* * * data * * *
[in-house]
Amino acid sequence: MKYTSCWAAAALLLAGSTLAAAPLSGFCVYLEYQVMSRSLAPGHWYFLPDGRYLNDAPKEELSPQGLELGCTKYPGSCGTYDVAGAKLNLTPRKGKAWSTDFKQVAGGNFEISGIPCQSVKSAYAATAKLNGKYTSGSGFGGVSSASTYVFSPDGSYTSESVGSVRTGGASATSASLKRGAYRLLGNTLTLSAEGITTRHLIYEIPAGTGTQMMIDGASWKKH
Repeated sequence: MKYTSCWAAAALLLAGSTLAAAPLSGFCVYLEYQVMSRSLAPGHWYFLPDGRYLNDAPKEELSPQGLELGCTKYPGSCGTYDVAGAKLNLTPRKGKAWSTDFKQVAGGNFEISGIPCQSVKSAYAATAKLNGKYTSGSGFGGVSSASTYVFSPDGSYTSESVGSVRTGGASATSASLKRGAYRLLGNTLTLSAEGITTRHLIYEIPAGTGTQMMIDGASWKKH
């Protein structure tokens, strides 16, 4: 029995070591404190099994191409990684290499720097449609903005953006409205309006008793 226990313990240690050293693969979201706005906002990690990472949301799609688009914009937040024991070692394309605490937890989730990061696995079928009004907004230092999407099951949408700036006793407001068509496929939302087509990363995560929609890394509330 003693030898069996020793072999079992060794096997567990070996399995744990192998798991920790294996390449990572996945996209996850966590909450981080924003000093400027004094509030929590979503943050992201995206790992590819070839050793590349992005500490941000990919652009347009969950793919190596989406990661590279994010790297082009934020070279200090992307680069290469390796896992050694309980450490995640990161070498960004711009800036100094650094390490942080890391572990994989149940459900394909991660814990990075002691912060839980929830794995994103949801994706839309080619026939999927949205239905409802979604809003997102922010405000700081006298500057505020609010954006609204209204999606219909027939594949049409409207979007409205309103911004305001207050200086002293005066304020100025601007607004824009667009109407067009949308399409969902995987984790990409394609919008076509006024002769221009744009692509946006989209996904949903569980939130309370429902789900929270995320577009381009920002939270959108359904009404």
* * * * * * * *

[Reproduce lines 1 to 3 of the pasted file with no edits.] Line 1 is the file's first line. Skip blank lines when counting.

[in-house]
Amino acid sequence: MKYTSCWAAAALLLAGSTLAAAPLSGFCVYLEYQVMSRSLAPGHWYFLPDGRYLNDAPKEELSPQGLELGCTKYPGSCGTYDVAGAKLNLTPRKGKAWSTDFKQVAGGNFEISGIPCQSVKSAYAATAKLNGKYTSGSGFGGVSSASTYVFSPDGSYTSESVGSVRTGGASATSASLKRGAYRLLGNTLTLSAEGITTRHLIYEIPAGTGTQMMIDGASWKKH
Repeated sequence: MKYTSCWAAAALLLAGSTLAAAPLSGFCVYLEYQVMSRSLAPGHWYFLPDGRYLNDAPKEELSPQGLELGCTKYPGSCGTYDVAGAKLNLTPRKGKAWSTDFKQVAGGNFEISGIPCQSVKSAYAATAKLNGKYTSGSGFGGVSSASTYVFSPDGSYTSESVGSVRTGGASATSASLKRGAYRLLGNTLTLSAEGITTRHLIYEIPAGTGTQMMIDGASWKKH